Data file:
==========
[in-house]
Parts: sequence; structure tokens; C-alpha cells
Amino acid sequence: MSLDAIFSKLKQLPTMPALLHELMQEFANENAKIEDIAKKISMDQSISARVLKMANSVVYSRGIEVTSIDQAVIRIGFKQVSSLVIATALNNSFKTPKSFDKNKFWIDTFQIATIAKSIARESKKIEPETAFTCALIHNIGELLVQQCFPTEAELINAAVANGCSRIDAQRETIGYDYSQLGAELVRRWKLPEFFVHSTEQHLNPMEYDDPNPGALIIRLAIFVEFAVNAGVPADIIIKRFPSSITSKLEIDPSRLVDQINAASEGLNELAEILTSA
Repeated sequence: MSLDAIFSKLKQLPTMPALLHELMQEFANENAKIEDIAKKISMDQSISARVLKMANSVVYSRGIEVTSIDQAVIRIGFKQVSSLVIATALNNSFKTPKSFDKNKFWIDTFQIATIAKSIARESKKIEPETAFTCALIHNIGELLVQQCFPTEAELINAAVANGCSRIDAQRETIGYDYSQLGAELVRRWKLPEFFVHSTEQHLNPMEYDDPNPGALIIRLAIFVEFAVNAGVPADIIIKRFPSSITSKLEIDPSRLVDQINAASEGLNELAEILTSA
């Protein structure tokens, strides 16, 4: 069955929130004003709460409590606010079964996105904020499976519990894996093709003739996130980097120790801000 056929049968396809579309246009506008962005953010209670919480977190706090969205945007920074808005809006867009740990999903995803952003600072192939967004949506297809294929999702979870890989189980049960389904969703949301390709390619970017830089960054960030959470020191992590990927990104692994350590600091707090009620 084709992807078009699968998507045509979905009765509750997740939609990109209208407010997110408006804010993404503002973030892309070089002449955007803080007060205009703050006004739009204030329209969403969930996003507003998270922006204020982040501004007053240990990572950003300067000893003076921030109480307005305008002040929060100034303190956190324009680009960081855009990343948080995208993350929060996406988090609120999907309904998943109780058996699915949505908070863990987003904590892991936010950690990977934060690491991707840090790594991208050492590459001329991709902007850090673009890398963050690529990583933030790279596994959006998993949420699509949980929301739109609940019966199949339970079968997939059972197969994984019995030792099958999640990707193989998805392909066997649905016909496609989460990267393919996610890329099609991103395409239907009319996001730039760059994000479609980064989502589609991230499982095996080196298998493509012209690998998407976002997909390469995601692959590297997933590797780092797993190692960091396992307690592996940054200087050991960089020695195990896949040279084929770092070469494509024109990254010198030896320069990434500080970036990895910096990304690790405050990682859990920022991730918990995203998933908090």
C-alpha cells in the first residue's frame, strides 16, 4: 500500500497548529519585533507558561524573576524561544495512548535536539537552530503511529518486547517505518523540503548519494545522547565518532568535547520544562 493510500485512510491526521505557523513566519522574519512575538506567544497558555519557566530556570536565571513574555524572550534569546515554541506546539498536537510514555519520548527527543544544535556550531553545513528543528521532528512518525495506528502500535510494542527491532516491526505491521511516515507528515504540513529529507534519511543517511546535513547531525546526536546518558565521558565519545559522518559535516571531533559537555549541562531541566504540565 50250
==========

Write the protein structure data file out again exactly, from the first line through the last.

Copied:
[in-house]
Parts: sequence; structure tokens; C-alpha cells
Amino acid sequence: MSLDAIFSKLKQLPTMPALLHELMQEFANENAKIEDIAKKISMDQSISARVLKMANSVVYSRGIEVTSIDQAVIRIGFKQVSSLVIATALNNSFKTPKSFDKNKFWIDTFQIATIAKSIARESKKIEPETAFTCALIHNIGELLVQQCFPTEAELINAAVANGCSRIDAQRETIGYDYSQLGAELVRRWKLPEFFVHSTEQHLNPMEYDDPNPGALIIRLAIFVEFAVNAGVPADIIIKRFPSSITSKLEIDPSRLVDQINAASEGLNELAEILTSA
Repeated sequence: MSLDAIFSKLKQLPTMPALLHELMQEFANENAKIEDIAKKISMDQSISARVLKMANSVVYSRGIEVTSIDQAVIRIGFKQVSSLVIATALNNSFKTPKSFDKNKFWIDTFQIATIAKSIARESKKIEPETAFTCALIHNIGELLVQQCFPTEAELINAAVANGCSRIDAQRETIGYDYSQLGAELVRRWKLPEFFVHSTEQHLNPMEYDDPNPGALIIRLAIFVEFAVNAGVPADIIIKRFPSSITSKLEIDPSRLVDQINAASEGLNELAEILTSA
């Protein structure tokens, strides 16, 4: 069955929130004003709460409590606010079964996105904020499976519990894996093709003739996130980097120790801000 056929049968396809579309246009506008962005953010209670919480977190706090969205945007920074808005809006867009740990999903995803952003600072192939967004949506297809294929999702979870890989189980049960389904969703949301390709390619970017830089960054960030959470020191992590990927990104692994350590600091707090009620 084709992807078009699968998507045509979905009765509750997740939609990109209208407010997110408006804010993404503002973030892309070089002449955007803080007060205009703050006004739009204030329209969403969930996003507003998270922006204020982040501004007053240990990572950003300067000893003076921030109480307005305008002040929060100034303190956190324009680009960081855009990343948080995208993350929060996406988090609120999907309904998943109780058996699915949505908070863990987003904590892991936010950690990977934060690491991707840090790594991208050492590459001329991709902007850090673009890398963050690529990583933030790279596994959006998993949420699509949980929301739109609940019966199949339970079968997939059972197969994984019995030792099958999640990707193989998805392909066997649905016909496609989460990267393919996610890329099609991103395409239907009319996001730039760059994000479609980064989502589609991230499982095996080196298998493509012209690998998407976002997909390469995601692959590297997933590797780092797993190692960091396992307690592996940054200087050991960089020695195990896949040279084929770092070469494509024109990254010198030896320069990434500080970036990895910096990304690790405050990682859990920022991730918990995203998933908090």
C-alpha cells in the first residue's frame, strides 16, 4: 500500500497548529519585533507558561524573576524561544495512548535536539537552530503511529518486547517505518523540503548519494545522547565518532568535547520544562 493510500485512510491526521505557523513566519522574519512575538506567544497558555519557566530556570536565571513574555524572550534569546515554541506546539498536537510514555519520548527527543544544535556550531553545513528543528521532528512518525495506528502500535510494542527491532516491526505491521511516515507528515504540513529529507534519511543517511546535513547531525546526536546518558565521558565519545559522518559535516571531533559537555549541562531541566504540565 50250